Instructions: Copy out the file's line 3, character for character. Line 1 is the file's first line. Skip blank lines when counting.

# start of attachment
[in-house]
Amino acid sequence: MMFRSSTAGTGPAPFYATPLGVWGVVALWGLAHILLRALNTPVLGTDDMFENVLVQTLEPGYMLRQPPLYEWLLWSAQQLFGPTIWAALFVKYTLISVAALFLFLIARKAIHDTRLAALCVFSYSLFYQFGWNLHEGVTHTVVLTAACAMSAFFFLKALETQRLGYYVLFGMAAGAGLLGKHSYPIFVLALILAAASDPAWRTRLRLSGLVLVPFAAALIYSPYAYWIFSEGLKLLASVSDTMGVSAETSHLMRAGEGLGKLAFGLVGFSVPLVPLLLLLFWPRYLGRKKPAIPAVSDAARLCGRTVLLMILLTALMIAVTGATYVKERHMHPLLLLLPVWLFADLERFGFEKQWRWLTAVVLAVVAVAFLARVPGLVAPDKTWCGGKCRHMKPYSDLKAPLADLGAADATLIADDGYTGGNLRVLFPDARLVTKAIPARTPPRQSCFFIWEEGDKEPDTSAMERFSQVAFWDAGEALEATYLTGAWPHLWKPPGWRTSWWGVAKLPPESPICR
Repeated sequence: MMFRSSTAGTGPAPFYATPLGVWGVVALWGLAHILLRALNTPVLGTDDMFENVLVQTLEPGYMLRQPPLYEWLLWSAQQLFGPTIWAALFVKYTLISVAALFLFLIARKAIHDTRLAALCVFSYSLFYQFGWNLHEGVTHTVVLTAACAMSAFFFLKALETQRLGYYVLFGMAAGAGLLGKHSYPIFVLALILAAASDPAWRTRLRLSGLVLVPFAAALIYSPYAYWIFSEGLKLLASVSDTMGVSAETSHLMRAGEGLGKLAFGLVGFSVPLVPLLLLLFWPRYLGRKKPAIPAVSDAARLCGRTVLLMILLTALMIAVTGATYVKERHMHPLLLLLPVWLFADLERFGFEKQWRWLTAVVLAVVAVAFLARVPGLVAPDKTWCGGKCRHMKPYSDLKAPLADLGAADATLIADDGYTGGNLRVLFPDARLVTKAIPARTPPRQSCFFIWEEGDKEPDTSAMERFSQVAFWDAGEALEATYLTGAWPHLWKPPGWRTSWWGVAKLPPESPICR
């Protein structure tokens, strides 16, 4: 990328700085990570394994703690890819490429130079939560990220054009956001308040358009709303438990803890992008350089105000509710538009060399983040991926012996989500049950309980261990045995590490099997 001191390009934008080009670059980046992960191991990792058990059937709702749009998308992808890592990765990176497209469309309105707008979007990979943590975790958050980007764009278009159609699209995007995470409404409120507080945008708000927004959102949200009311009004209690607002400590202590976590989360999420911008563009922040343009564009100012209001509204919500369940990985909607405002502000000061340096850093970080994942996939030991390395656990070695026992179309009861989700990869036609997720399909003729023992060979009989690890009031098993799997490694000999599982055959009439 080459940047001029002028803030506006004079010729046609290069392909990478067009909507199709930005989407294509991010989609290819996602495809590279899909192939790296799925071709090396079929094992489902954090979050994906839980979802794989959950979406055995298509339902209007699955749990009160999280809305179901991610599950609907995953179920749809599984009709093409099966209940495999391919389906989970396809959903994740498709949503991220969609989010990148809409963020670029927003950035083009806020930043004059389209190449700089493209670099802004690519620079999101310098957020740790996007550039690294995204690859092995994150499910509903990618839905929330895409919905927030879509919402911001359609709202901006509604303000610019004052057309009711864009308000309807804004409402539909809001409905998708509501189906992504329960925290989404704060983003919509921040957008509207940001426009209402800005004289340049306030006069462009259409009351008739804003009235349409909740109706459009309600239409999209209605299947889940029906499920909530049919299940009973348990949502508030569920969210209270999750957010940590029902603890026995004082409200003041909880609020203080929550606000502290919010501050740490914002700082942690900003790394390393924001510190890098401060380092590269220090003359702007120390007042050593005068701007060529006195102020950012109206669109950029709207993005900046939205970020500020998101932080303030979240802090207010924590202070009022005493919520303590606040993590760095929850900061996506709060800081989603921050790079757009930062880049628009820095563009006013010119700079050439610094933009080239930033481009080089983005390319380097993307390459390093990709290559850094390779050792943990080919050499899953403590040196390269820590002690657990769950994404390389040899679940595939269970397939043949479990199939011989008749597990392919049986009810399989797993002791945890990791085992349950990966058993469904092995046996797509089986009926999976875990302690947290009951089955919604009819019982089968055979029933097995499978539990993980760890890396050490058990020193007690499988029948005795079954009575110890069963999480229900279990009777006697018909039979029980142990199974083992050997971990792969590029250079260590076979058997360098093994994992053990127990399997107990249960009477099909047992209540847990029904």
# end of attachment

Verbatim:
Repeated sequence: MMFRSSTAGTGPAPFYATPLGVWGVVALWGLAHILLRALNTPVLGTDDMFENVLVQTLEPGYMLRQPPLYEWLLWSAQQLFGPTIWAALFVKYTLISVAALFLFLIARKAIHDTRLAALCVFSYSLFYQFGWNLHEGVTHTVVLTAACAMSAFFFLKALETQRLGYYVLFGMAAGAGLLGKHSYPIFVLALILAAASDPAWRTRLRLSGLVLVPFAAALIYSPYAYWIFSEGLKLLASVSDTMGVSAETSHLMRAGEGLGKLAFGLVGFSVPLVPLLLLLFWPRYLGRKKPAIPAVSDAARLCGRTVLLMILLTALMIAVTGATYVKERHMHPLLLLLPVWLFADLERFGFEKQWRWLTAVVLAVVAVAFLARVPGLVAPDKTWCGGKCRHMKPYSDLKAPLADLGAADATLIADDGYTGGNLRVLFPDARLVTKAIPARTPPRQSCFFIWEEGDKEPDTSAMERFSQVAFWDAGEALEATYLTGAWPHLWKPPGWRTSWWGVAKLPPESPICR